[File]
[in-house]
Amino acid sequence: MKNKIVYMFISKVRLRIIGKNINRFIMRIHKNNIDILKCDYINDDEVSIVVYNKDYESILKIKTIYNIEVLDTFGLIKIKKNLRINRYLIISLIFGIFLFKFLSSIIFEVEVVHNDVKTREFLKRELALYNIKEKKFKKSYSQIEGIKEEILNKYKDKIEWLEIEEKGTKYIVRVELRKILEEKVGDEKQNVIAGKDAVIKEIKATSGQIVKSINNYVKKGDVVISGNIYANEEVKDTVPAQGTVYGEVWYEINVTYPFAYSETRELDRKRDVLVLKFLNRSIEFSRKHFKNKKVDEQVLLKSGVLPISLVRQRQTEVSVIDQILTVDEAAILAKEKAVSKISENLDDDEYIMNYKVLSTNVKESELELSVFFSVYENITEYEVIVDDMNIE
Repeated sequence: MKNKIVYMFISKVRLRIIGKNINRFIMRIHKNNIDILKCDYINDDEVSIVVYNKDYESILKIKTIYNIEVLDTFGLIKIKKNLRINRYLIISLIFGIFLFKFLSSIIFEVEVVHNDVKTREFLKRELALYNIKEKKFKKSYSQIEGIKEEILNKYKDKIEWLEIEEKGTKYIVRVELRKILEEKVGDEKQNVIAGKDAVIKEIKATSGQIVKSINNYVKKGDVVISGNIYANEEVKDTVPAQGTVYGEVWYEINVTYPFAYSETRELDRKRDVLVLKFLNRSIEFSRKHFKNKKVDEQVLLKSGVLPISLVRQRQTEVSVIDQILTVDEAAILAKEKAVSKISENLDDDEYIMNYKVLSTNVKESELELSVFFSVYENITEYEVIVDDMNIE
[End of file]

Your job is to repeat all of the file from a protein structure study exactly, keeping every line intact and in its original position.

[in-house]
Amino acid sequence: MKNKIVYMFISKVRLRIIGKNINRFIMRIHKNNIDILKCDYINDDEVSIVVYNKDYESILKIKTIYNIEVLDTFGLIKIKKNLRINRYLIISLIFGIFLFKFLSSIIFEVEVVHNDVKTREFLKRELALYNIKEKKFKKSYSQIEGIKEEILNKYKDKIEWLEIEEKGTKYIVRVELRKILEEKVGDEKQNVIAGKDAVIKEIKATSGQIVKSINNYVKKGDVVISGNIYANEEVKDTVPAQGTVYGEVWYEINVTYPFAYSETRELDRKRDVLVLKFLNRSIEFSRKHFKNKKVDEQVLLKSGVLPISLVRQRQTEVSVIDQILTVDEAAILAKEKAVSKISENLDDDEYIMNYKVLSTNVKESELELSVFFSVYENITEYEVIVDDMNIE
Repeated sequence: MKNKIVYMFISKVRLRIIGKNINRFIMRIHKNNIDILKCDYINDDEVSIVVYNKDYESILKIKTIYNIEVLDTFGLIKIKKNLRINRYLIISLIFGIFLFKFLSSIIFEVEVVHNDVKTREFLKRELALYNIKEKKFKKSYSQIEGIKEEILNKYKDKIEWLEIEEKGTKYIVRVELRKILEEKVGDEKQNVIAGKDAVIKEIKATSGQIVKSINNYVKKGDVVISGNIYANEEVKDTVPAQGTVYGEVWYEINVTYPFAYSETRELDRKRDVLVLKFLNRSIEFSRKHFKNKKVDEQVLLKSGVLPISLVRQRQTEVSVIDQILTVDEAAILAKEKAVSKISENLDDDEYIMNYKVLSTNVKESELELSVFFSVYENITEYEVIVDDMNIE